Ah, blissful summer! It’s time for a break after a nonstop, nine-month, race-to-the-finish school year. Now that we’ve skidded to a stop, let’s be intentional in planning our retreat from the business of school. Daily 5 can help. If it’s good for the children (and we know it is), it’s good for us.
- Read to Self: We tell our students this is an everyday must-do, so we should do it, too. Whether for professional development or light reading, book recommendations are everywhere on the web. I’m interested in reading Tony Wagner’s Creating Innovators: The Making of Young People Who Will Change the World. For fun, I just finished reading Janet Evanovich’s Explosive Eighteen. Grandma Mazur gives me the giggles every time I read about her outrageous escapades.
- Work on Writing: I’ve always liked writing lists. It’s a good way to record many thoughts in a short period of time. I’ve purchased a new journal that I’m calling “The Top Tens.” My strategy is to write a range of lists from a myriad of life’s favorites, assorted bucket lists, and a multitude of gratitude lists. The only rule: only 10 items per list. Fast, furious, fun! What will you write this summer?
- Word Work: It’s time to build vocabulary through a new experience. I’ve discovered some high-end grocery stores that offer meal demonstrations by local chefs. I can’t wait to hear about futomaki, temaki, and unagii (types of sushi) and then taste the results. How will you expand your vocabulary this summer?
- Listen to Reading: Audiobooks are a great way to “read” while walking or working out. You may be able to download audiobooks from your public library directly to your phone (try the Libby app). A good narrator can really bring books alive. For example, listen to Jason Reynolds’s Track series and you’ll feel like you’re meeting every character in person.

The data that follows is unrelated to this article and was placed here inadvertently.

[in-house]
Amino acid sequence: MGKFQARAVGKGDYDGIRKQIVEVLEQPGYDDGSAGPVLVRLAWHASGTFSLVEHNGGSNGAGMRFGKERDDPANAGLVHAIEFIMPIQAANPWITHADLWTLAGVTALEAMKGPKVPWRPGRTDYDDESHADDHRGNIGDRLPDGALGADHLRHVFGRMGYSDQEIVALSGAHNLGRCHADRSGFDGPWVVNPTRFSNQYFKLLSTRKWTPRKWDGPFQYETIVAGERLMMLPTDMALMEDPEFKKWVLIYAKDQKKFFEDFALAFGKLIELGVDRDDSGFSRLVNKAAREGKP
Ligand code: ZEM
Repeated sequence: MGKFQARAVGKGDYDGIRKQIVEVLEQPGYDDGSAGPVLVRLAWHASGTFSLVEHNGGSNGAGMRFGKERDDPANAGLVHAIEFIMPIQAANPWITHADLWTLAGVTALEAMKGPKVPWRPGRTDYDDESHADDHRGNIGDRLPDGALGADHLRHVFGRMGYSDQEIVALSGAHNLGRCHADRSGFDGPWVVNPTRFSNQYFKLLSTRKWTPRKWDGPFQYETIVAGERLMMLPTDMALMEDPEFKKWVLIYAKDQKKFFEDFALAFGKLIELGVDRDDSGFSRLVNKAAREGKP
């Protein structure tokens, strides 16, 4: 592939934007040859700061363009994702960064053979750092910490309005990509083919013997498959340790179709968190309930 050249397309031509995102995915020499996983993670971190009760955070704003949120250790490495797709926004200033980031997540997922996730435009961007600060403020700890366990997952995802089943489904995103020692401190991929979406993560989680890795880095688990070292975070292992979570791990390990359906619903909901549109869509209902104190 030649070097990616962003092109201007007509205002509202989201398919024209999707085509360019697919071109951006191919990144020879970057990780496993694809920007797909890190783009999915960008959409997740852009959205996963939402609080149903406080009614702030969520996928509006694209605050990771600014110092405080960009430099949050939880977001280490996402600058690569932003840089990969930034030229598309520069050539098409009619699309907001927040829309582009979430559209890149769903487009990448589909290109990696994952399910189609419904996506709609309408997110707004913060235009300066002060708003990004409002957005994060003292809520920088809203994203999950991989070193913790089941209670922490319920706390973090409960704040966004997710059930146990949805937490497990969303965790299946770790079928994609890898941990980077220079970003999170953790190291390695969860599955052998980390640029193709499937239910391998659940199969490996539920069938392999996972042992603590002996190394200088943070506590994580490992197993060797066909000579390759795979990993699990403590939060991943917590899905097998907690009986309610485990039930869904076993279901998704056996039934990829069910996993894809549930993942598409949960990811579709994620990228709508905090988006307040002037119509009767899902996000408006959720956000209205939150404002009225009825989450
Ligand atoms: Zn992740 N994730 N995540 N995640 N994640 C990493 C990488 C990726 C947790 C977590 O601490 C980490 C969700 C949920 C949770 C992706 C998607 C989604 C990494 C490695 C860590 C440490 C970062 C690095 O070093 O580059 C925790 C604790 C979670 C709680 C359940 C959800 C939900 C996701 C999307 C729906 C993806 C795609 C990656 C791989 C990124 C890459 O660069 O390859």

- Read to Someone: Did you know that reading restaurant menus with a friend counts as partner reading? I’m picking a day each week to have lunch with a buddy. What a great opportunity to renew old acquaintances or make a new one and root out some delectable local cuisine.
- Stamina: Summer is the perfect opportunity to refocus on our physical health. Increasing our walk time and taking exercise classes are just two ways to help build our stamina and strength.
- Nonfiction: Enjoy the summer sunsets. Dig in the dirt. Marvel at the color of the flowers you see. Put your toes in some water. Take a hike and notice all the details. Nonfiction is a beautiful thing!
- Fiction: Create something fabulous and fun! I’m going to take a three-day mosaic class at the end of the month. Inspirational classes are available to teach you just about anything you might want to learn. Just take a look.
- Good Fit: Dust off something you used to enjoy. I grew up taking piano lessons but haven’t touched a piano in years. I’ve decided to give it another whirl. Did you know you can download sheet music from the Internet? Let the practicing begin.
- Book Shopping: Take an afternoon a week to scour the bookstores and libraries in town for new titles. Really, is there a better way to spend a few hours?
School may be out. But Daily 5 (plus 5) can help us relax and restore ourselves this summer. Enjoy.